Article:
‘Satellite observations provide an invaluable part of the climate observing system’
This is a key conclusion in a new report by the scientific body charged with assessing the status, and improvement, of global climate observations.
The report, published by the Global Climate Observing System which supports the United Nations Framework Convention on Climate Change (UNFCCC), describes progress made in observing the Earth's climate in recent years. The review describes several advances in space-based measurements, including major contributions from ESA’s Climate Change Initiative (CCI), which focusses on the development of long-term data records derived from satellites for key aspects of the climate known as Essential Climate Variables.
These ECV datasets are defined by GCOS and are used to solve climate research challenges and inform climate action relating to mitigation and adaptation.
The report’s authors welcome progress made in relation to the spatial and temporal coverage for several satellite observed variables, with the CCI annual land cover change datasets, singled out for praise due to its near-global coverage and good resolution.
Progress has also been made elsewhere, including the cryosphere. While long-term field-based observations of glacier are limited to a few hundred glaciers worldwide, satellite observation records, including those from the CCI’s glaciers project, have enabled this information to be extended globally and have been used to quantify an accelerated retreat since the 1990s.
Satellite-based data products of sea-ice concentration and thickness were noted as having benefited from the ESA CCI research, which have been used recently to validate model simulations which indicate the Arctic Sea will be practically ice free by the middle of this century.
Terrestrial and hydrological progress
Of the terrestrial and hydrological ECVs the report welcomes several new or improved products – all with a significant input from the CCI including.
For the soil moisture ECV, the CCI multi-sensor research product (1978-2020) is now systematically extended and improved on a yearly basis. This variable is fundamental for our understanding of long-term dynamics in the coupled water, energy and carbon cycle over land.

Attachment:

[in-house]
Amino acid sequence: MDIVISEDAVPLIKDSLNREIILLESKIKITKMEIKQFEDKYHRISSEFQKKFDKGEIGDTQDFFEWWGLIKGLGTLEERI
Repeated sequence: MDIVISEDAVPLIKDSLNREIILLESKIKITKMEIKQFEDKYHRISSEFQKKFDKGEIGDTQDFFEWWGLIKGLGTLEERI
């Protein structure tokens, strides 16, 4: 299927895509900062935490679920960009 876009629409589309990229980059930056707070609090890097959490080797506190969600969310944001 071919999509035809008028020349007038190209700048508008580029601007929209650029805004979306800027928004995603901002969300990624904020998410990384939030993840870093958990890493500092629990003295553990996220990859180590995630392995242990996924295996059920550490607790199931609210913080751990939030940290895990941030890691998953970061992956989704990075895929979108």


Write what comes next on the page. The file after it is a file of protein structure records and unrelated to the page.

The CCI fire project is making significant advances to address the requirements of the Fire disturbance ECV, and in turn, support carbon model development. The project provides global burned area time series spanning 30 years starting in 1982 and has improved small burn patch detection.
Newer variables - big advances
CCI satellite products are helping to address some of the newer GCOS-defined ECVs, with the recent release of the most complete satellite record for a basket of lake variable, welcomed by GCOS.
Observations of lake water extent and lake ice extent are made only by satellite and their availability will significantly enhance the ability to study lake dynamics. Data for lake water level and lake surface water temperature while less accurate than in situ measurements, provides a worldwide view that is not available from monitoring on the ground, again supporting current and future research.
Observations of forest biomass have also advanced. The CCI’s biomass project have released one hectare resolution global products for 2010, 2017 and 2018. With validation activity underway, this work is bringing the prospect of biomass change monitoring closer, with benefits for forest conservation and emissions mitigation to support the Paris agreement.
The report entitled ‘The Global Climate Observing System 2021: The GCOS Status Report (GCOS-240)’ cites contributions from ESA missions and other CCI state-of-the-art satellite-derived datasets, including sea level
All CCI data products are freely available to users via the CCI Open Data Portal and have fully characterised uncertainties and are validated using independent, traceable, in-situ measurement.